Evidence from the grave – II

Information for ancestry and forensic investigations

The permanence of Christian burial and the application of Re Blagdon Cemetery [2002] Fam 299 has been a continuing theme on L&RUK and has also been explored in Leading Works in Law and Religion. The courts employ DNA profiling, carbon dating and others techniques in relation to: the identification of remains; the proof of ancestry; forensic evidence for use by the courts; and for medical & other related purposes. This is the second of three posts in which we consider the exhumation for the purpose of examining the remains of monarchs, mass murderers, and for medical research. In Part I we considered the identification of the remains for historical and other purposes; This post will consider their use in the proof of ancestry, and Part III looks at medical research and attempts to draw some conclusions on the application of the law in this area.

Proof of ancestry

Alleged family relationship to HRH Princess Louise: Concurrent with the case of Re Holy Trinity Bosham, [2003] Chichester Const Ct, Hill C, discussed in the earlier post, was an on-going case Re Locock, deceased [2002] Rochester Consistory Court, Goodman Ch in which the petitioner sought a faculty for the exhumation of his grandfather who had been buried in December 1907. It was contended that he was the illegitimate son of Her Royal Highness Princess Louise, a daughter of Queen Victoria and it was proposed to compare DNA obtained from his remains with that of the Russian Tsarina. In November 2002 the Rochester Consistory Court refused to grant a faculty for the exhumation and extraction of bone for DNA sampling, and the decision of Chancellor Goodman was upheld by the Court of Arches.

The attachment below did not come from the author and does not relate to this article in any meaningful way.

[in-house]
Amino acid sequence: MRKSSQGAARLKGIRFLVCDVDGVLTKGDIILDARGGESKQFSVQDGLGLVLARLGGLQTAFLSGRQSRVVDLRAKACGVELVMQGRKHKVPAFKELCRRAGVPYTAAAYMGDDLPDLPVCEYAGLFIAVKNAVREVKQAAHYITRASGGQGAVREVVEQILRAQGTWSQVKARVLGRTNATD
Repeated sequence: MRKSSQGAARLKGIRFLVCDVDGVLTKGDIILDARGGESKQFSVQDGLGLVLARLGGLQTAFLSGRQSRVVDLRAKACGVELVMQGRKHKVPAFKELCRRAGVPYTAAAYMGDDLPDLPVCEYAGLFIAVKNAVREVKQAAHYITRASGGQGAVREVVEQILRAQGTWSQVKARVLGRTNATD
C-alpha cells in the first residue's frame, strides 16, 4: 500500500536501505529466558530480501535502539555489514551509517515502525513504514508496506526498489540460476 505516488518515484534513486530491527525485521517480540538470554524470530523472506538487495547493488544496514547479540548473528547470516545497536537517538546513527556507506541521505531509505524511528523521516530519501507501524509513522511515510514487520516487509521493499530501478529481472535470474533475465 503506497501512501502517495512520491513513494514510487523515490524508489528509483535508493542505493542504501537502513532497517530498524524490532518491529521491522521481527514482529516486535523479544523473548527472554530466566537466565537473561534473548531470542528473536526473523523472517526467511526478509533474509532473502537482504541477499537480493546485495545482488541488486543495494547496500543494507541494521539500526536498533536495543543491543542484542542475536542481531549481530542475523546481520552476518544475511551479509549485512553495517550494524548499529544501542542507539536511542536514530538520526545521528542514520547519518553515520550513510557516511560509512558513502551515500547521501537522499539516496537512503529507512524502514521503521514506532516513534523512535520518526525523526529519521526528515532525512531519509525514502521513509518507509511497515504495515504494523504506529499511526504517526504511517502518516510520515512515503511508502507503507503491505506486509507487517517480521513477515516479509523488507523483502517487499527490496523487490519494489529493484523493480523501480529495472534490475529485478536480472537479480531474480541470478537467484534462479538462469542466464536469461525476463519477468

The appellant relied on two reasons for the exhumation: (1) he and his family wished to have their belief (their curiosity according to the consistory court judgment) that Princess Louise was the deceased’s mother confirmed or disproved (2) confirmation that Princess Louise gave birth to a child at that time would be of interest in various areas of nineteenth century law. The biographer of Sir Charles Locock (First Physician Accoucheur to Queen Victoria) was a member of the deceased’s adoptive family. The Arches Court agreed with the appellant’s submission’s that there would be no problem in identifying the remains, that there would be a better than 50% chance of obtaining DNA but dismissed the appellant’s submission that Article 8 was engaged or, if it was, that no breach could be established because of the remoteness of the relationship which the appellant sought to investigate, Re Saint Nicholas’s, Sevenoaks [2005] 1 WLR 1011.